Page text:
Is tomorrow a big deal?
No and yes. The Kosovo Albanians had been threatening to declare independence tomorrow, following the much-heralded failure of talks conducted by a "troika" of international mediators who had been given until 10 December to reach a negotiated agreement between Belgrade and Pristina after Russia blocked a UN solution last July. A Kosovo TV station has for months been counting down the days to the deadline but now it's being described as a countdown to nothing, because the ethnic Albanian leadership in Kosovo has been leant on by the West not to declare UDI, but to coordinate an independence declaration with the US and EU. That is now expected, most likely at the beginning of next year. That said, tomorrow's date is a highly charged symbol of the beginning of the endgame for Kosovo which should lead to statehood for the Serbian province of two million.
Is violence expected?
It is hoped not, but both the Albanian majority and the Serbs are getting jumpy because of the continued uncertainty about the status of the province, which has been administered by the UN since Slobodan Milosevic was bombed into ending a brutal campaign of ethnic cleansing as he cracked down on separatist guerrillas in Kosovo from 1998-99. There was trouble in the northern Kosovo town of Mitrovica in 2004, and there are fears that extremists on both sides could rekindle ethnic warfare. Dire predictions of conflict spreading beyond Kosovo's borders should probably be taken with a pinch of salt, however. And Nato is on hand, with reinforcements if needed, in case of major unrest. Also, the EU mediator, Wolfgang Ischinger of Germany, says that he has a commitment from the leaders in both Belgrade and Pristina that they will not resort to violence. So there are no immediate worries about the Serb army crossing back into Kosovo. But the troubled history of the Balkans is littered with broken promises.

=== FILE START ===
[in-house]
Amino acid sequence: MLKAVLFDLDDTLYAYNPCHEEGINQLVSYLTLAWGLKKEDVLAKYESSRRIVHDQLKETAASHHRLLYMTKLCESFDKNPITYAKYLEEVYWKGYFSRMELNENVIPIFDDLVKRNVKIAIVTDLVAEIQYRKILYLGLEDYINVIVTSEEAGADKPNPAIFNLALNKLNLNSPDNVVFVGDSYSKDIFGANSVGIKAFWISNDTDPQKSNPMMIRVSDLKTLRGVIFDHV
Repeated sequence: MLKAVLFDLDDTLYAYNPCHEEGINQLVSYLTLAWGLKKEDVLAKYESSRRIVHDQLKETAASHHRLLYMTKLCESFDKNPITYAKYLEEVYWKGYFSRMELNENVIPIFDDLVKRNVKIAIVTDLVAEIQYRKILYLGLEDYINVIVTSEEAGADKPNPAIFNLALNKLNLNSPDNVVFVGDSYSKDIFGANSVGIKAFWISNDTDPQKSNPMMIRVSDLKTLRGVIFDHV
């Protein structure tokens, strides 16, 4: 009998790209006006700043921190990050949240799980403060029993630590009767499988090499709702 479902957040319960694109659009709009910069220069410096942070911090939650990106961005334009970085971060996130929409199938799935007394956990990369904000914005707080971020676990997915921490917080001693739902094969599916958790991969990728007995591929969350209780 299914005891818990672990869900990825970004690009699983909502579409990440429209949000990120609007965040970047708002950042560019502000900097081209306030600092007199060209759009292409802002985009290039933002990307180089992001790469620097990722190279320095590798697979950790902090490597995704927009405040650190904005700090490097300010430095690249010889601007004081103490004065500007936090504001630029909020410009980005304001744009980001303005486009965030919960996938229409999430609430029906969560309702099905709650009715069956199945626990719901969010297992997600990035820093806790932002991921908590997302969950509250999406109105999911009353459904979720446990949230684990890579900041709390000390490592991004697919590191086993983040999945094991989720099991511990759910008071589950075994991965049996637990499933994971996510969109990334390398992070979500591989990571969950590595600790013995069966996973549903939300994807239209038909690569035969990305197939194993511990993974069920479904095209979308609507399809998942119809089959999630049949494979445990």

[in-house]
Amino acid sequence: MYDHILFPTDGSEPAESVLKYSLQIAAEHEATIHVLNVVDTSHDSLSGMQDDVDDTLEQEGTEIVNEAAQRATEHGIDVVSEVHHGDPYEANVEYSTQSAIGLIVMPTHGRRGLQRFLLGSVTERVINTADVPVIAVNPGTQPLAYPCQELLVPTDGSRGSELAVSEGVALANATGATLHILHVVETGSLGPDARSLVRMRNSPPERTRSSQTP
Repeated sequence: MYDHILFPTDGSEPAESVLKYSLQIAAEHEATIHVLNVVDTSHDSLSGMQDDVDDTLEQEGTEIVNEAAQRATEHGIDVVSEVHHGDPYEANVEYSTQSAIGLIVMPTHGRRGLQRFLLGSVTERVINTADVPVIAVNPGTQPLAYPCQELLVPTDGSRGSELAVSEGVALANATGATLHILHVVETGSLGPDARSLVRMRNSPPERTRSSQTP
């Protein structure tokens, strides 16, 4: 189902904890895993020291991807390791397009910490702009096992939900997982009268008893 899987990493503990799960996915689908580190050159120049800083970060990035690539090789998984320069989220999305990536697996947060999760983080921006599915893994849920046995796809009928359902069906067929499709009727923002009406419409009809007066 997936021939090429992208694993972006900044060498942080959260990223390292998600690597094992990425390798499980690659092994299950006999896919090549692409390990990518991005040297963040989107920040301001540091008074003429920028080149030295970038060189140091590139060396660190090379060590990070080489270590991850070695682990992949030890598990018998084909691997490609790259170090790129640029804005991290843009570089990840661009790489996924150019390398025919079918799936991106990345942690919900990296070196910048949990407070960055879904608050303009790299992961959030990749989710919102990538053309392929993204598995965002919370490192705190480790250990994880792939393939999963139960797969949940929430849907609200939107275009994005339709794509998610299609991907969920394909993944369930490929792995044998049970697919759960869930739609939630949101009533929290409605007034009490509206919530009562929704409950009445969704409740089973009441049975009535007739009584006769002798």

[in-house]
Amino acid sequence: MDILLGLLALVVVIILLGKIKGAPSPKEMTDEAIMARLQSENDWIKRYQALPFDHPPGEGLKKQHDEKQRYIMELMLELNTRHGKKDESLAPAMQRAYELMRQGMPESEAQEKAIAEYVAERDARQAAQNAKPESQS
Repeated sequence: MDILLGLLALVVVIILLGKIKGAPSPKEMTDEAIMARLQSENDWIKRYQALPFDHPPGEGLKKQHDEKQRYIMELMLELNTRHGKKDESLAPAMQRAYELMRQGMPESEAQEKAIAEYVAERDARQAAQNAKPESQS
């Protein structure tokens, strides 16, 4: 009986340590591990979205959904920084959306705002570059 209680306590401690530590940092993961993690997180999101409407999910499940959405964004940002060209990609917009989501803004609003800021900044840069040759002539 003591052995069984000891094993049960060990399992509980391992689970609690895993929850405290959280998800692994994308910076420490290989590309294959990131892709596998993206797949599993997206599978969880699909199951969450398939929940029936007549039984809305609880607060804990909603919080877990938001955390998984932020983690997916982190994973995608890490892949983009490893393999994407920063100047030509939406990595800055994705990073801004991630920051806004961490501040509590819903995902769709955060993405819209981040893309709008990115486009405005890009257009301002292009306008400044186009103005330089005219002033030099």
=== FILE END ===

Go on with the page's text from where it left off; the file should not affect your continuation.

Why can't Kosovo just declare independence and be done with it?
Because independence also requires recognition, and that is going to be withheld unless Kosovo which desperately needs international help takes an agreed path towards statehood. Russia says that the issue of Kosovo independence is a matter for the UN Security Council, but continues to oppose a vote that would allow the province to break away from Serbia. So it will be up to the EU to shepherd the fledgling state towards independence outside a UN framework, by replacing the UN mission with an EU-led civilian presence, while Nato continues to provide security. In any case, under the internationally agreed plan that Russia threatened to veto, Kosovo would not have a UN seat and would have limits placed on its sovereignty because of the continuing international presence. But there is general agreement in the West that the longer Kosovo independence is put off, the greater the danger of serious ethnic conflict between the Muslim ethnic Albanians and the orthodox Christian Serbs.
What do the Russians say?
They don't like setting a precedent by redrawing boundaries in the Balkans located in Moscow's back yard. And they are paranoid about the creeping westernisation of Russia's former satellite states, as both Serbia and Kosovo (part of former Yugoslavia) are applying to join the EU.
So what's going to happen?
The most likely scenario is that Kosovo will declare independence not UDI which will be recognised by most, if not all, of the 27 EU states. The West hopes this will take place in weeks, rather than months. The plan on the table which provides guarantees for the Serb minority has overwhelming international support. But it remains to be seen whether the Europeans have the guts to stand up to Vladimir Putin's Russia.
Further reading 'Nato's Gamble: Combining Diplomacy and Airpower in the Kosovo Crisis, 1998-99', by Dag Henriksen, Naval Institute Press, 15.99Reuse content